The temple was located at the eastern end of the city, near one of the gates of the outer wall. That area had been inhabited for centuries, and at the time was densely populated and had narrow streets. To build the temple, dwellings were demolished and graves were removed. The entire surface was dug to a depth of eight meters to the water level. Small bones and twigs, old building materials and food waste were removed. The pit was then filled with pure, sifted sand. The symbolism was clear: the site designated for the temple was purged of all things human, perishable—of all things reminding people that time goes by, and that things change.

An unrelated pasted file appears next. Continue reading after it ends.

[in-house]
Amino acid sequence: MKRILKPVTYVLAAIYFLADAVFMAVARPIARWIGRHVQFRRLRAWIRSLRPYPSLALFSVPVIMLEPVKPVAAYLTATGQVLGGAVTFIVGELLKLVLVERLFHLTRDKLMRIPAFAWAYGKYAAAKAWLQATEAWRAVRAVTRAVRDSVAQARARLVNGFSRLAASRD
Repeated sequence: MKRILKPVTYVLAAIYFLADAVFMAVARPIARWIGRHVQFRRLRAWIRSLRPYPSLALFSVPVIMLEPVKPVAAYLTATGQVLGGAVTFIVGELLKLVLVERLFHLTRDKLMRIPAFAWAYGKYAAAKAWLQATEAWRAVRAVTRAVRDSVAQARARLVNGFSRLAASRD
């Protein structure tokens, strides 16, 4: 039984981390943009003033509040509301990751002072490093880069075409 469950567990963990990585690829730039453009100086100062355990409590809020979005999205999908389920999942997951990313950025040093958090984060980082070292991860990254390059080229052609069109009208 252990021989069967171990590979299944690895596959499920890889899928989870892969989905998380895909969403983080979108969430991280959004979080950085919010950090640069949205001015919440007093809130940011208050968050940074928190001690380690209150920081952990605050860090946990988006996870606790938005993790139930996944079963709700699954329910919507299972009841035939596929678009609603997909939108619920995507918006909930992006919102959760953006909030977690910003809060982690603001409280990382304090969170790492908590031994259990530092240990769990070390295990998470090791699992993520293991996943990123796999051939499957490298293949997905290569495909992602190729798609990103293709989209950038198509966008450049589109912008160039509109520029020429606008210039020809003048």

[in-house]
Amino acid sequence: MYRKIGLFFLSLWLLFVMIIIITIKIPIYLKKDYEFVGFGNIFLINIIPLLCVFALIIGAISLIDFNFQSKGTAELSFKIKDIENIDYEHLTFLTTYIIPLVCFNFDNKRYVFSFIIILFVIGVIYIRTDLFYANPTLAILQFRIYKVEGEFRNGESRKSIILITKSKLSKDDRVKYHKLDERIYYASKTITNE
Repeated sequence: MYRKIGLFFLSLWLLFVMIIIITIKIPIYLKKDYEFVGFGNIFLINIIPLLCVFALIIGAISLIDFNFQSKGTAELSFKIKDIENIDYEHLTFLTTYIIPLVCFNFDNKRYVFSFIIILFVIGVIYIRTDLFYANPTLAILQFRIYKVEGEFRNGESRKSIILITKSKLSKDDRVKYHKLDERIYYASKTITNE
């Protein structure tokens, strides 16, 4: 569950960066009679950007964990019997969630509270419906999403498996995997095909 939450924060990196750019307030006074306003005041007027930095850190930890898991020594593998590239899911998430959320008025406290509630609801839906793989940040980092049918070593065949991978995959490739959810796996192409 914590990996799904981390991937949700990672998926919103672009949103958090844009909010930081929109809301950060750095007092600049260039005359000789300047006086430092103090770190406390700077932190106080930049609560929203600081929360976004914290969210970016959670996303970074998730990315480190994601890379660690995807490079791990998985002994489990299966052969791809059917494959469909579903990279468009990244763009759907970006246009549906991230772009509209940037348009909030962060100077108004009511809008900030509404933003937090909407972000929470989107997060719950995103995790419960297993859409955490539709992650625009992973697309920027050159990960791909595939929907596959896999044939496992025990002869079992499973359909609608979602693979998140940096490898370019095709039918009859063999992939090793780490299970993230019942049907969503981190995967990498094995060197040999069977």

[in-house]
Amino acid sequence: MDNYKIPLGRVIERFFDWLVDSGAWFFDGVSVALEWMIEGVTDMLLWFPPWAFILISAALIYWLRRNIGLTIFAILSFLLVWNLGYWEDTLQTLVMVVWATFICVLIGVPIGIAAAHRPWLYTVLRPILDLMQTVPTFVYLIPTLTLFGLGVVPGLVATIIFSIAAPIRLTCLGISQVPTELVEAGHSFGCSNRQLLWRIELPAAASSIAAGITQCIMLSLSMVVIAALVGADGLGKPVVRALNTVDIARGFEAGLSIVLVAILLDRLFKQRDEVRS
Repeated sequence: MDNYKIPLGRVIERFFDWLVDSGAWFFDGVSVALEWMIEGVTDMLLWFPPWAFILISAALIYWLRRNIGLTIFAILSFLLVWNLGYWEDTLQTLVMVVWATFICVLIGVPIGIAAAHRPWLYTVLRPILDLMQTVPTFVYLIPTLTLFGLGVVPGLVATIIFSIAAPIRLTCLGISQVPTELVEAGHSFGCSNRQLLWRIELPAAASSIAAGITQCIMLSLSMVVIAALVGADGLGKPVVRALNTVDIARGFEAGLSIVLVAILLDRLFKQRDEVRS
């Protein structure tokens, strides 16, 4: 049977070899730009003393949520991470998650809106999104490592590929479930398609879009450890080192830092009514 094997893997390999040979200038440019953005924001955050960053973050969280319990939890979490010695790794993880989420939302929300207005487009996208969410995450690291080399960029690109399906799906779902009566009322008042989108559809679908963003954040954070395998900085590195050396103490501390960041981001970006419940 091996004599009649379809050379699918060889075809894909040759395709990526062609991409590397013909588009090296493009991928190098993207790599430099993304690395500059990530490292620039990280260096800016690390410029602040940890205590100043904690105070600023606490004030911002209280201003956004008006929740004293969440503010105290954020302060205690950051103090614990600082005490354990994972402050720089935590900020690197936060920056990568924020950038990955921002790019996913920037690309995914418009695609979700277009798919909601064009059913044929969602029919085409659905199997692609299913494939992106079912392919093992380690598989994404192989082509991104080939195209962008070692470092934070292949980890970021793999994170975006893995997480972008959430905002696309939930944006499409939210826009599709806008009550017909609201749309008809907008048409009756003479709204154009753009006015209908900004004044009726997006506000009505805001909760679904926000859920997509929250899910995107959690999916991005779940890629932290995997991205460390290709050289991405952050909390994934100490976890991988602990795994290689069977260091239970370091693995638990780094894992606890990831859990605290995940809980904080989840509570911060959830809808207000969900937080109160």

The temple was supposed to secure human contact with the heavens and the gods, and also the underworld and the deities who lived there. Its erection illustrates the view of Martin Heidegger, the controversial twentieth-century German philosopher, who argued that building creates a place; buildings do not occupy already existing places.3 A place, argued Heidegger, becomes what it is by the very construction of the edifice, by the nurture and care in its construction and by the bonding generated between human beings and earth through the labor of building.

As years went by, ziggurats, those geometrically shaped, tiered stacks of brick, rose in the plains throughout Mesopotamia, presumably based on the shape of mountains. Rain was born on the mountains giving life to land and humans. Ziggurats are the places where gods would descend to meet humans or, to be more precise, to meet their emissaries—high-ranking priests.